by Jan Ball
Harrods by London tube
in search of stinky cheese,
down the escalator
with the new Chihuly
chandelier, and she is
in front of a cheese case
as long as a ship.
She can see little tags of origin
on cheeses from Italy, Spain,
France, Iceland and Switzerland,
but she came here for a stinky
cheese, wherever it originates.
When her number is called
by the fromager, his Alfred
Hitchcock butler’s voice
intimidates her so much
that, instead of asking
for a stinky cheese, she uses
her Princess Diana sophistication
to intone, “Is that yellow cheese
by any chance piquant?”
“Why, yes, Madame,” the butler
responds. “Quite.” She orders
a quarter kilo, a round of brillat
savarin and some Spanish manchego.
Back on the train, she unfortunately
chooses a seat next to an old man
who hasn’t washed his socks
for a while which she has heard
is usual for the British.
When the train cabin begins to fill,
she diplomatically excuses herself
to give her seat to an elderly lady
but even standing across the aisle,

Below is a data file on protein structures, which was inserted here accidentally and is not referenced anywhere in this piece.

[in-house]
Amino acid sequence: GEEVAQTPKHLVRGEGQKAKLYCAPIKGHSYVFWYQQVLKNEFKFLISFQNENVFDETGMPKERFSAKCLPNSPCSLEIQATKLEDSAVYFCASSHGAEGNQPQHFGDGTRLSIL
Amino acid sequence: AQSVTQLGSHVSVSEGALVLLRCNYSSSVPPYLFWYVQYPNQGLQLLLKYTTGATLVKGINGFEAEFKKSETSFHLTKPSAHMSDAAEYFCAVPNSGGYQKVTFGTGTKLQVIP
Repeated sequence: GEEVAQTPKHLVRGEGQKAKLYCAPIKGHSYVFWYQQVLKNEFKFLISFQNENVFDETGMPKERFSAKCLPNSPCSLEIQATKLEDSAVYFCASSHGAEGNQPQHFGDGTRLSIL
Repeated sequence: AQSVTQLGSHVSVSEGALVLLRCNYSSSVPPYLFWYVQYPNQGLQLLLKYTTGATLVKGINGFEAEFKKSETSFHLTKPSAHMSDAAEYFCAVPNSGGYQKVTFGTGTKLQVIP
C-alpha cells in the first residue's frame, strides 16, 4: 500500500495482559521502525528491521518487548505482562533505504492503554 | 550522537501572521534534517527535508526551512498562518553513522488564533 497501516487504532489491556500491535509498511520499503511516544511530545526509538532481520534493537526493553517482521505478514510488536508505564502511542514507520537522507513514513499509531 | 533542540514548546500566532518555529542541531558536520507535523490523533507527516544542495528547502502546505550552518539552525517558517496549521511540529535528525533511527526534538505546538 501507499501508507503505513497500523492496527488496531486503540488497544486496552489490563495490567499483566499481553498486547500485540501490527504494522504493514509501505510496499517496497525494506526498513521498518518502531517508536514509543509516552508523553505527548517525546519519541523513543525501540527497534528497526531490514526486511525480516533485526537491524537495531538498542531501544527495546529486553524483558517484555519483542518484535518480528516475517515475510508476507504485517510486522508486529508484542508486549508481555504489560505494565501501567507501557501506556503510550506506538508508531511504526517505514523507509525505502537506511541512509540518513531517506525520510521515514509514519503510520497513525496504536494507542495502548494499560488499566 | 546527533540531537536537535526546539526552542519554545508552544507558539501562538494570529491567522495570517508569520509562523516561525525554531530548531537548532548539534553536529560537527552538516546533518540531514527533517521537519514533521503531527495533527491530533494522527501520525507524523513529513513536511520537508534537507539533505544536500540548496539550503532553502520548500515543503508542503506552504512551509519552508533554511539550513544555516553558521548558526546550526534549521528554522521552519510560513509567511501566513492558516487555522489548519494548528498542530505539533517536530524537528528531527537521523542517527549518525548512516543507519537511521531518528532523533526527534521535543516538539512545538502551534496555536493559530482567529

she gets a whiff of dirty underwear.
“Don’t these people wash?” she thinks.
After exiting at Arthur Conan Doyle’s
Baker Street, she is soon back in her flat
in Marylebone with her parcels.
Her husband asks, “Honey, did you
shower this morning?”
ABOUT THE AUTHOR
Jan Ball has had 327 poems published in journals around the world. Recently, her poem “Not Sharing at Yoshu” was nominated for a Pushcart Prize by the British Journal Orbis. Her three chapbooks and first full-length book, “I Wanted To Dance With My Father,” were published by Finishing Line Press. Jan lived in Australia for fourteen years with her Australian husband.
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